We’ve entered September, the point where the films aren’t bombastic enough for summer (but not outright crap reserved for August), and don’t have the longevity or clout to be remembered come Oscar time. Ten movies made the cut, along with a swath of honorable mentions, so September might be a good time to take a break from school or work and go hit the multiplex!
Synopsis: A documentary seeking to lift the veil on reclusive writer J.D. Salinger. Predominately known for writing “The Catcher in the Rye,” filmmaker Shane Salerno goes deep to explore Salinger’s childhood, his marriages, and the writing process that aided in the creation of his masterpieces of fiction.
What You Need to Know: Countless attempts have been made to secure the rights to “Catcher in the Rye” all the way back to the book’s publication. With that being a lost cause, Salerno’s documentary will delve deeper than just that work and explore the author as a person. The first trailer plays up the mysterious character that Salinger is, and with over 150 people interviewed, this should be an incredibly fascinating documentary for novice fans of Salinger, or fans who believe they know everything. The documentary coincides with a new published biography on the author, and there’s even a rumor—aided by preview audiences being told to sign non-disclosure agreements—that a few unpublished Salinger manuscripts will see publication. Literary aficionados and documentary lovers will want to seek this one out.
Release Date: September 6th in limited release
Synopsis: Abby (Rosemarie DeWitt) is a massage therapist who suddenly develops an aversion to human touch. As Abby struggles with this predicament and how it affects her own identity, her dentist brother Paul (Josh Pais) and his daughter Jenny (Ellen Page) discover that he might actually possess a “healing touch.”
What You Need to Know: Director Lynn Shelton has become an indie darling ever since her 2009 film, “Humpday” (it wasn’t her debut, but it put her name out there). Since then, Shelton has worked on two projects with Rosemarie Dewitt; “Touchy Feely” being Shelton’s second pairing with Dewitt after 2011’s “Your Sister’s Sister.” Our own Rodrigo Perez saw “Touchy Feely” at Sundance and commended Shelton for breaking out of “observational and dialogue-driven films” of her past and focusing on “sound, tenor, editing, and cinematography.” However, Perez was left unimpressed, giving the movie a “B-,” believing the film to be “muted” and “low-energy.” However, fans of Shelton and Dewitt’s past work should be interested enough to check it out.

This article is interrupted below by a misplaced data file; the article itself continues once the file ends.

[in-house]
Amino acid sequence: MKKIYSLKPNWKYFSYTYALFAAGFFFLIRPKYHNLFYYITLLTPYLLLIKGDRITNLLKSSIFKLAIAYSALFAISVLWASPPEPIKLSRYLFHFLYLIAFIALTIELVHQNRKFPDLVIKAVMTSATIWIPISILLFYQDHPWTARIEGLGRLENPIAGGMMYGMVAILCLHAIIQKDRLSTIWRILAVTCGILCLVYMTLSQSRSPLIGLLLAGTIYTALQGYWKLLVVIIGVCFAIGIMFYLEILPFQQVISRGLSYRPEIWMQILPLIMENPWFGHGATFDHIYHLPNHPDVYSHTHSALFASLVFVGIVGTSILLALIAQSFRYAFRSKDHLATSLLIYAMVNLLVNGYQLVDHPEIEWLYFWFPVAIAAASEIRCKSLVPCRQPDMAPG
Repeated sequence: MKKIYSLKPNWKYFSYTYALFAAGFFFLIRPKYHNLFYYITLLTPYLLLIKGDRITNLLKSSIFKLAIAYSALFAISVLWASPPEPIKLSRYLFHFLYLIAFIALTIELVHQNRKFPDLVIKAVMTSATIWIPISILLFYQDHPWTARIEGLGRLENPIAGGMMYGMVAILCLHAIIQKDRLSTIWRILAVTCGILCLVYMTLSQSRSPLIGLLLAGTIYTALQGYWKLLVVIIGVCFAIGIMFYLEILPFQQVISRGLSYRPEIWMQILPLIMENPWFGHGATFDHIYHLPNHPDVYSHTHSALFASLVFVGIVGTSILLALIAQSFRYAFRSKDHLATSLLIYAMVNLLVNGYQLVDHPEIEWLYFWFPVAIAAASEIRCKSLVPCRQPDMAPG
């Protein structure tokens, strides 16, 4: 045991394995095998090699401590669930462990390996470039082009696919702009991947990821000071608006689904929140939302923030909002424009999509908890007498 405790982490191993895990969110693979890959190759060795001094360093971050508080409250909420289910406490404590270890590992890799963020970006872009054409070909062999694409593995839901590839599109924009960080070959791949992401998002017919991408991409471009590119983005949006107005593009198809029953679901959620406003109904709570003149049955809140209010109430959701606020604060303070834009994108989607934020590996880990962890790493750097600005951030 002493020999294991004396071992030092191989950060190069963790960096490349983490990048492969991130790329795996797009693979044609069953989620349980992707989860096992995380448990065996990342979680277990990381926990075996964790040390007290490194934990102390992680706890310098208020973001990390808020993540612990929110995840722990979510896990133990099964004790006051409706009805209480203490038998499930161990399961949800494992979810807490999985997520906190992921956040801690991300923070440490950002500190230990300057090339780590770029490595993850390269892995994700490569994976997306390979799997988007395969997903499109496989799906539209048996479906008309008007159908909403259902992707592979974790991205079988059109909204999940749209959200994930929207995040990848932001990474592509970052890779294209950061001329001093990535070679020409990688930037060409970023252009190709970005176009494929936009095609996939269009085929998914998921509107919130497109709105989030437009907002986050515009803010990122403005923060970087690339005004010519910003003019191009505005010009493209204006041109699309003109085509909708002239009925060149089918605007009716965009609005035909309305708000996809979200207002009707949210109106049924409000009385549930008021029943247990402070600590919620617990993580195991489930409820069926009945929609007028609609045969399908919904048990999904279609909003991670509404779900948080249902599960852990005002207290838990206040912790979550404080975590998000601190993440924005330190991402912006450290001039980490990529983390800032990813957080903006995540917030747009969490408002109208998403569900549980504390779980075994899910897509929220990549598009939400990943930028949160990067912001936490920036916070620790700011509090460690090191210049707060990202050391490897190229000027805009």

Release Date: September 6th in limited release.
“And While We Were Here”
Synopsis: A woman (Kate Bosworth) finds love with a younger man (Jamie Blackley) during a romantic Italian vacation with her husband (Iddo Goldberg).
What You Need to Know: “And While We Were Here” has gone through some intriguing changes as it works its ways into theaters and VOD. Originally titled, “While We Were Here,” writer Gabe Toro found the film “sublime” at the Tribeca Film Festival; he also applauded the movie’s use of black and white photography which has been colorized in the latest trailer. While something may be lost having the film in color, the movie, plot, and acting is the same. Toro gave the film a B+ upon release, and whether it’s in black and white or color; it’s still one to seek out.
Release Date: Out now on VOD; opens September 6th in limited release.
Synopsis: The life of the Beltway sniper is detailed in this disturbing tale of a father figure (Isaiah Washington) and the young boy he adopts.
What You Need to Know: True-life crime stories are a dime a dozen in media, and “Blue Caprice” has been on our radar for awhile; it made our 25 Most Anticipated of the Sundance Film Festival list back in January. Since then, there’s been little movement outside of playing the festival circuit (and unfortunately we missed it during its Sundance run). The first trailer is filled with dread, apprehension, and atmosphere making it a crime drama to watch out for.
Release Date: September 13th in limited release.
Synopsis: Wadjda is a 10-year-old Middle Eastern girl who dreams of purchasing a bicycle. When her plans fall apart, she learns of a Koran recitation contest where the cash prize could be enough to secure her the bike.
What You Need to Know: Saudi Arabia has produced a minute output of films due to a cinematic ban on movie theaters for the last thirty years. In 2005, theaters started to pop up within the country and six years ago the first Saudi film came to theaters. “Wadjda” holds the distinction of being the first Saudi Arabian film shot within the country as well as directed by a woman (Haifaa Al-Mansour). The tender tale of a little girl and her bike dazzled Playlist writer Oliver Lyttelton when he saw it at the London Film Festival last October. His “A” review praised the production’s “warmth and comedy” as well as its desire to not sugarcoat the country’s problems. Saudi Arabia is slowly becoming a contender in the international market, and they may have hit one out of the park with “Wadjda.”
Release Date: September 13th in New York and Los Angeles